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No Adjustment For Lake View?

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CindyR

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Joined
Oct 26, 2003
Professional Status
Certified Residential Appraiser
State
Arizona
Got a call from a long lost cousin buying a townhouse somewhere in Vegas. I told her I know nothing about Vegas but the question is generic. This is a two story townhouse in a gated lake community in an area surrounded by other lake communities. It is on a rather unique lot where it has a perfect unobstructed view of the lake in the next door lake community. So it's not their lake but they get the view. And the view is really great because the 2nd floor master bedroom has a balcony to enjoy said lake view.

But the appraiser said, and I quote, “no clear specific dollar amount was demonstrated in the current market, therefore no adjustment was given for subject's lake view”. Seriously? If it's not simple and obvious you don't have to consider it? Seems to me that I need to analyze older transactions in the community or similar transactions outside the community or come up with some supportable way to determine an appropriate adjustment for this very superior amenity.

Obviously we have Certification #9 – “I have reported adjustments to the comparable sales that reflect the market's reaction to the differences between the subject property and the comparable sales.” Does anyone believe this means only current and simple market reaction? When do we ever find a clear specific dollar amount? I think the appraiser didn't handle this properly. Comments??
 

Michigan CG

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Joined
Nov 1, 2006
Professional Status
Certified General Appraiser
State
Michigan
“no clear specific dollar amount was demonstrated in the current market, therefore no adjustment was given for subject's lake view”.


Looks like the appraiser explained their rationale. Without being familiar with the area it is hard to say he is wrong.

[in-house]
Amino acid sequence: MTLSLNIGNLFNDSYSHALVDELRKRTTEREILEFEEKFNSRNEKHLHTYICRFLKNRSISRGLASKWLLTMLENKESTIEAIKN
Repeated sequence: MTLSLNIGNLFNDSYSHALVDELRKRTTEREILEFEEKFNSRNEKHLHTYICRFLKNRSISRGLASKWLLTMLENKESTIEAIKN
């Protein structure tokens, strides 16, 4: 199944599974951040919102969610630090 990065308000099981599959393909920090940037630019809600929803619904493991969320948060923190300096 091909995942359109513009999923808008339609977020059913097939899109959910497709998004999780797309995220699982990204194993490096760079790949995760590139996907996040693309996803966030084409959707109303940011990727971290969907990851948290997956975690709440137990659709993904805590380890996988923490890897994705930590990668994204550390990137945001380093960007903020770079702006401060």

Let me give you another example. We have train tracks here, everywhere. No one cares. We have a neighborhood here that has always done well. On one of the streets one side of the neighborhood backs up to the railroad tracks. Three trains a day go behind those houses. No one cares and the sales prices show it. The ones across the street sell for the same amount as the ones that have the RR in the back yard.
 

Meandering

Elite Member
Joined
Feb 26, 2006
Professional Status
Real Estate Agent or Broker
State
Pennsylvania
It is a problem with highly conforming neighborhoods.

When the initial developer starts out selling them all for the same price, it's hard to come back years later and say a couple of them are worth more because of a view that has been there all along. We have that problem with condos on a hill. The top floor of some of them have a fantastic view down the slope, across the valley to the next set of hills. Yup, they all sell for the same price. And really, if you work during the day, you only benefit from the view on weekends, so, if you want to stay home to look out the windows on the weekends, are you willing to pay extra money for the joy of the view? Or, would you rather spend your money out in the world doing other things?

.
 

J Grant

Elite Member
Joined
Dec 9, 2003
Professional Status
Certified Residential Appraiser
State
Florida
Is the lake view only seen from upper story/balcony?

Normally a lake or positive view commands a premium, yet maddeningly, we'e all experienced situations where it doesn't...so who knows.
 

Bobby Bucks

Elite Member
Joined
Jan 27, 2002
Professional Status
Real Estate Agent or Broker
State
North Dakota
I fondly recall a company I used to work for that developed neighborhoods of tract homes. Valuing a retention pond view is a refined art. It may or may not be a premium depending on what has sold and what hasn't. One agent I know was a master at contradiction depending on inventory,